I’ve been asked to go on group rides with others and have never gone on one before. What should I know before I join them?
Riding with a group can be a lot of fun, but it also has its challenges. Clarifying expectations, understanding the protocols a particular group may follow, and having an escape plan if things go wrong can help prevent many problems from arising. Each group has its own personality, set of rules, and style of riding. Understanding what you want from a group ride can help you make an informed decision as to which folks to join and which ones you may want to avoid.
Look at your own style of riding. Do you prefer going fast on straightaways and slow on curves or vice versa, stopping frequently to smell the flowers or pushing through to get to a destination, single track tackling roots, streams and epic crashes or mellow Forest Service roads with an occasional rut? Does it stress you to have to constantly be adjusting to another rider’s quirks or is it relaxing to have someone else doing the navigating while you simply follow their lead?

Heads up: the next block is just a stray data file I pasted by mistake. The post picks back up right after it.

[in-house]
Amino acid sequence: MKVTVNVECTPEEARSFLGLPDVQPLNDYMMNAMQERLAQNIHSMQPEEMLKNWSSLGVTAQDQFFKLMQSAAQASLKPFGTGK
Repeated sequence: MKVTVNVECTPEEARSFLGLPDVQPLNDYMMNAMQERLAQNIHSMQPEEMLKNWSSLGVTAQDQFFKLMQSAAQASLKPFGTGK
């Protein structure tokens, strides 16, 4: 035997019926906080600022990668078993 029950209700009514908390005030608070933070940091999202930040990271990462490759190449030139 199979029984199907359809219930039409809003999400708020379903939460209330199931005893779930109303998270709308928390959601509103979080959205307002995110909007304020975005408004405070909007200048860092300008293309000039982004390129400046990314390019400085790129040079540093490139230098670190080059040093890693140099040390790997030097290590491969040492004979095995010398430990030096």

Once you find a group that has potential, evaluate their style. Does it fit with what you want, and do they at least say they ride in a manner that feels safe to you? Most good group leaders will go over protocols and rules before heading out, including what to do if separated, how to signal each other, making sure everyone knows the route, and how to handle situations like passing each other or needing to make an unplanned stop. Typically, larger groups will break into smaller sections to make it easier to keep tabs on everyone, with a leader and ‘sweep,’ a person who rides in the back to make sure no one gets lost.
Even with the best-laid plans, things can go wrong. A leader may describe herself as sticking to reasonable speeds, only to get out on the road and push the group to the limits on what feels safe. Or it turns out their definition of stopping is every fifty miles for a smoke break while you simply want to keep moving. Knowing where you are, having a GPS to re-route you home, and a tactful excuse in your back pocket can help you politely, but firmly, leave the group to their fun while you get back to enjoying your ride, solo.